Obama News Conference at Conclusion of G-20 Summit - Page 13 of 13

Obama News Conference at Conclusion of G-20 Summit

And so we’re going to have to combine the low-hanging fruit of energy efficiency with rapid technological advances. And to the extent that in some cases we can get international cooperation and pool our scientific and technical knowledge around things like developing coal sequestration, for example, that can be extremely helpful. Okay?

I’m going to call on my last American correspondent, Chip. And, Chip, my heart goes out to you.

Q Thank you. Thank you very much, Mr. President. I appreciate that.

PRESIDENT OBAMA: I just heard about that.

Q Certainly there is a lot of sentiment in G20 countries that the United States was a major cause of the global economic meltdown. To what degree did that topic come up in your discussions? Did it make it difficult for some countries to accept advice from the United States when they blame the United States and its economic system for causing this in the first place? And how do you respond to people who do blame America?

PRESIDENT OBAMA: Well, you know, I don’t think that — I think my colleagues in the G20 were extraordinarily gracious about my participation. I think that they continue to express the desire to work with America, admiration about many things American. There were occasional comments, usually wedged into some other topic, that indicated from their perspective that this started in America, or this started on Wall Street, or this started with particular banks or companies.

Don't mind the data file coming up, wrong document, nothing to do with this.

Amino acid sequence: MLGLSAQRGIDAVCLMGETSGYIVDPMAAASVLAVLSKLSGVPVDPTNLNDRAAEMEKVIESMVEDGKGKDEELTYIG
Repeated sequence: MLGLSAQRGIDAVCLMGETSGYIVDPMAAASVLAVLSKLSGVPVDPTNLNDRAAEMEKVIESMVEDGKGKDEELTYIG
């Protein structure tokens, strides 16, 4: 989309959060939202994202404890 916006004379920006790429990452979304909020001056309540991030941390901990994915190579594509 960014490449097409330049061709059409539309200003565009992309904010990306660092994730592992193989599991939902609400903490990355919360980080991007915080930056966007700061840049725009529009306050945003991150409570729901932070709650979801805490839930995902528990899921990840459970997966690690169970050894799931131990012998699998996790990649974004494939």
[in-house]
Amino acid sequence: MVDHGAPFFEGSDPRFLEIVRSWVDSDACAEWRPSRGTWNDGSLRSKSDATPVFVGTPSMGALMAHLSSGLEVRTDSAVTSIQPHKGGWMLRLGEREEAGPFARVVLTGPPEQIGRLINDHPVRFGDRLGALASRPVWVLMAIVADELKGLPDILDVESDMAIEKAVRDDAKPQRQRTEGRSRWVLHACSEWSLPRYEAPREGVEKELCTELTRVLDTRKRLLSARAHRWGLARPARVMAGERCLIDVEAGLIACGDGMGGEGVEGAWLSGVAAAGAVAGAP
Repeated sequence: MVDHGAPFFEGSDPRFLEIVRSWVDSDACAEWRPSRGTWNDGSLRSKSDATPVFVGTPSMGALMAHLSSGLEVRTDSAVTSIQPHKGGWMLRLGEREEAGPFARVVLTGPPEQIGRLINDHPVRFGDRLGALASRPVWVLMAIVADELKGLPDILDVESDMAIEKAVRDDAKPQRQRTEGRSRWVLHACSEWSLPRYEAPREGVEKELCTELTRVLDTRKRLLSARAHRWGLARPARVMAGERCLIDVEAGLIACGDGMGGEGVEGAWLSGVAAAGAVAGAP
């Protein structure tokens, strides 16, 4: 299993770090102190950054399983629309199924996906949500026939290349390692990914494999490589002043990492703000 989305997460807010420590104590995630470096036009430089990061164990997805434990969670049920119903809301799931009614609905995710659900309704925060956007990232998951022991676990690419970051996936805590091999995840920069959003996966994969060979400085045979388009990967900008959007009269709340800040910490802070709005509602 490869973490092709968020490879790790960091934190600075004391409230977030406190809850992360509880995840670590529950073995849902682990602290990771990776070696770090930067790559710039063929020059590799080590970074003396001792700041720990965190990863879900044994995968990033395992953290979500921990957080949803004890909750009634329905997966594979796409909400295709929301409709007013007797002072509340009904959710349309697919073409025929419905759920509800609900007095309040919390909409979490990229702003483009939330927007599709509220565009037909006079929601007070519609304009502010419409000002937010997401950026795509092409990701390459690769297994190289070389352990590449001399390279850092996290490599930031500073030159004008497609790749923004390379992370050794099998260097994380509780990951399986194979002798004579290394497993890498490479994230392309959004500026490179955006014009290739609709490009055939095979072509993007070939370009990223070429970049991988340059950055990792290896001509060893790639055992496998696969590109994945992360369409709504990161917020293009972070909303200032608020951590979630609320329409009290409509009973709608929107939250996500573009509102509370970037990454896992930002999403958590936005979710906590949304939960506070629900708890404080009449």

Perhaps what helped was my willingness to acknowledge that — and it’s hard to deny — that some of this contagion did start on Wall Street. And as I’ve said back home, as I’ve said in public and as I would say in private, we had a number of firms that took wild and unjustified risks, we had regulators that were asleep at the switch, and it has taken an enormous toll on the U.S. economy and has spread to the world economy.

Now, I think that part of the reason people didn’t give me too hard a time is because if you look at European banks or Asian banks, that they’ve had their own issues both in the past and in the future. And I think there was a very constructive discussion about the fact that, given global financial flows, that unless we’ve got much more effective coordinated regulatory strategies, supervision, standards, that these problems will appear again.

Money is — can move around the globe in a second. And it will seek out the highest returns, and if those highest returns end up being built on a house of cards, then we’re going to be seeing another threat to the world financial system wherever that house of cards might be.

And so, overall, I think there was an extraordinarily constructive approach among all the leaders. I was very impressed with them. I’m very grateful to them. And I’m excited about the ability not just to help heal this economy but also to make progress on a sustainable model of economic growth that relies less on a cycle of bubble and bust — something that I’ve spoken about back home.

All right? Thank you, everybody. Appreciate it. (Applause.)

(Source: White House)